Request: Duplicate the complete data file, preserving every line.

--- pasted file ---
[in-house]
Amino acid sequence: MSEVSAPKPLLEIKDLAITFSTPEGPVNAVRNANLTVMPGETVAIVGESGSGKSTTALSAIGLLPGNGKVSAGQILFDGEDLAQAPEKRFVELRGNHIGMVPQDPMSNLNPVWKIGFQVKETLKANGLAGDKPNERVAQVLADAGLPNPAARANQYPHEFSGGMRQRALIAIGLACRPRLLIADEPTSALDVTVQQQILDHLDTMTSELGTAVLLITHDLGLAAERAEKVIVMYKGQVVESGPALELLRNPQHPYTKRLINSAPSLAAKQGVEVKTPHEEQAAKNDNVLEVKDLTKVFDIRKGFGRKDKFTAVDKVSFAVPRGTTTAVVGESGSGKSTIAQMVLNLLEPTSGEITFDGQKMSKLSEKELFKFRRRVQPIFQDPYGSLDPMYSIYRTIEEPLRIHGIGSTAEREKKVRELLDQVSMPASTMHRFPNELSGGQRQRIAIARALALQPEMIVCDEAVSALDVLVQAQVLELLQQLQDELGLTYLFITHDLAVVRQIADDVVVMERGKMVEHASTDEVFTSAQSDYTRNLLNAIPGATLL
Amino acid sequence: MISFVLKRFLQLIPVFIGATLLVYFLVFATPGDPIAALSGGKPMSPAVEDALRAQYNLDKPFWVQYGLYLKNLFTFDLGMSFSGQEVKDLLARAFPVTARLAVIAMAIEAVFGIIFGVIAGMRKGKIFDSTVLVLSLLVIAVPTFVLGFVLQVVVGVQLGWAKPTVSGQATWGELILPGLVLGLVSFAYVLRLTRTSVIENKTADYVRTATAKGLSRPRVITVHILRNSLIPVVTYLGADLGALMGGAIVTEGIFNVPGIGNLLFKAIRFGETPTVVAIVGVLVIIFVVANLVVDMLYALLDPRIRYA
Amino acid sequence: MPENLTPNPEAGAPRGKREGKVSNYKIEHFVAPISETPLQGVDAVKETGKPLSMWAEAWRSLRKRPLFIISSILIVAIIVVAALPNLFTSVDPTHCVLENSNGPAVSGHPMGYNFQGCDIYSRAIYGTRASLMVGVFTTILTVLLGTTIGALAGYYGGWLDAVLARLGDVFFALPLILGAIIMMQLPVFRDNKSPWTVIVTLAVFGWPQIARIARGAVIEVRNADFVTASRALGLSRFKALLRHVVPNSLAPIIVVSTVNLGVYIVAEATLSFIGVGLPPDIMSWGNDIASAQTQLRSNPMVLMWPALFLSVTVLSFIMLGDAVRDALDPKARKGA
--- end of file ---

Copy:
[in-house]
Amino acid sequence: MSEVSAPKPLLEIKDLAITFSTPEGPVNAVRNANLTVMPGETVAIVGESGSGKSTTALSAIGLLPGNGKVSAGQILFDGEDLAQAPEKRFVELRGNHIGMVPQDPMSNLNPVWKIGFQVKETLKANGLAGDKPNERVAQVLADAGLPNPAARANQYPHEFSGGMRQRALIAIGLACRPRLLIADEPTSALDVTVQQQILDHLDTMTSELGTAVLLITHDLGLAAERAEKVIVMYKGQVVESGPALELLRNPQHPYTKRLINSAPSLAAKQGVEVKTPHEEQAAKNDNVLEVKDLTKVFDIRKGFGRKDKFTAVDKVSFAVPRGTTTAVVGESGSGKSTIAQMVLNLLEPTSGEITFDGQKMSKLSEKELFKFRRRVQPIFQDPYGSLDPMYSIYRTIEEPLRIHGIGSTAEREKKVRELLDQVSMPASTMHRFPNELSGGQRQRIAIARALALQPEMIVCDEAVSALDVLVQAQVLELLQQLQDELGLTYLFITHDLAVVRQIADDVVVMERGKMVEHASTDEVFTSAQSDYTRNLLNAIPGATLL
Amino acid sequence: MISFVLKRFLQLIPVFIGATLLVYFLVFATPGDPIAALSGGKPMSPAVEDALRAQYNLDKPFWVQYGLYLKNLFTFDLGMSFSGQEVKDLLARAFPVTARLAVIAMAIEAVFGIIFGVIAGMRKGKIFDSTVLVLSLLVIAVPTFVLGFVLQVVVGVQLGWAKPTVSGQATWGELILPGLVLGLVSFAYVLRLTRTSVIENKTADYVRTATAKGLSRPRVITVHILRNSLIPVVTYLGADLGALMGGAIVTEGIFNVPGIGNLLFKAIRFGETPTVVAIVGVLVIIFVVANLVVDMLYALLDPRIRYA
Amino acid sequence: MPENLTPNPEAGAPRGKREGKVSNYKIEHFVAPISETPLQGVDAVKETGKPLSMWAEAWRSLRKRPLFIISSILIVAIIVVAALPNLFTSVDPTHCVLENSNGPAVSGHPMGYNFQGCDIYSRAIYGTRASLMVGVFTTILTVLLGTTIGALAGYYGGWLDAVLARLGDVFFALPLILGAIIMMQLPVFRDNKSPWTVIVTLAVFGWPQIARIARGAVIEVRNADFVTASRALGLSRFKALLRHVVPNSLAPIIVVSTVNLGVYIVAEATLSFIGVGLPPDIMSWGNDIASAQTQLRSNPMVLMWPALFLSVTVLSFIMLGDAVRDALDPKARKGA